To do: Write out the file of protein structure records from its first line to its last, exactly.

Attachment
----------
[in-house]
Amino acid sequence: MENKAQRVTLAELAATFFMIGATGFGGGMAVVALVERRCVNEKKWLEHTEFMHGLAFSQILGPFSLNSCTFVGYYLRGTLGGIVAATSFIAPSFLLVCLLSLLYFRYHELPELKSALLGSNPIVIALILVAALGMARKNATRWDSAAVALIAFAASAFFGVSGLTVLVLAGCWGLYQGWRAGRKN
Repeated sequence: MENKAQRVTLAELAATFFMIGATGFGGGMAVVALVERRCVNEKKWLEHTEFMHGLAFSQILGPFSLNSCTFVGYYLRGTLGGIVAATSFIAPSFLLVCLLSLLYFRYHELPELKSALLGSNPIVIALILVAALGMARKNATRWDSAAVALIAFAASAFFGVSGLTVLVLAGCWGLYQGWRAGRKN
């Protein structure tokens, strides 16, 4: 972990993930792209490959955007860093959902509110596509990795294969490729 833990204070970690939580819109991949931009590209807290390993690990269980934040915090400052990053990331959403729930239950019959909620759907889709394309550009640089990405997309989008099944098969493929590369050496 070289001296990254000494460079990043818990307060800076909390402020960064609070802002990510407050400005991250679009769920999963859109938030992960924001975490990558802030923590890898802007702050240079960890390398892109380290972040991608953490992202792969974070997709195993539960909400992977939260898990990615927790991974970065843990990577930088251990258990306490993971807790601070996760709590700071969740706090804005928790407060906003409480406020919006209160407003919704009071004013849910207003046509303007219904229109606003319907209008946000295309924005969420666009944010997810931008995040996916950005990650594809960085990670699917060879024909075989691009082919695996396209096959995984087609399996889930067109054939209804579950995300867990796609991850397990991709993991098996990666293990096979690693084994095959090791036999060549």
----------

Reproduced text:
[in-house]
Amino acid sequence: MENKAQRVTLAELAATFFMIGATGFGGGMAVVALVERRCVNEKKWLEHTEFMHGLAFSQILGPFSLNSCTFVGYYLRGTLGGIVAATSFIAPSFLLVCLLSLLYFRYHELPELKSALLGSNPIVIALILVAALGMARKNATRWDSAAVALIAFAASAFFGVSGLTVLVLAGCWGLYQGWRAGRKN
Repeated sequence: MENKAQRVTLAELAATFFMIGATGFGGGMAVVALVERRCVNEKKWLEHTEFMHGLAFSQILGPFSLNSCTFVGYYLRGTLGGIVAATSFIAPSFLLVCLLSLLYFRYHELPELKSALLGSNPIVIALILVAALGMARKNATRWDSAAVALIAFAASAFFGVSGLTVLVLAGCWGLYQGWRAGRKN
């Protein structure tokens, strides 16, 4: 972990993930792209490959955007860093959902509110596509990795294969490729 833990204070970690939580819109991949931009590209807290390993690990269980934040915090400052990053990331959403729930239950019959909620759907889709394309550009640089990405997309989008099944098969493929590369050496 070289001296990254000494460079990043818990307060800076909390402020960064609070802002990510407050400005991250679009769920999963859109938030992960924001975490990558802030923590890898802007702050240079960890390398892109380290972040991608953490992202792969974070997709195993539960909400992977939260898990990615927790991974970065843990990577930088251990258990306490993971807790601070996760709590700071969740706090804005928790407060906003409480406020919006209160407003919704009071004013849910207003046509303007219904229109606003319907209008946000295309924005969420666009944010997810931008995040996916950005990650594809960085990670699917060879024909075989691009082919695996396209096959995984087609399996889930067109054939209804579950995300867990796609991850397990991709993991098996990666293990096979690693084994095959090791036999060549």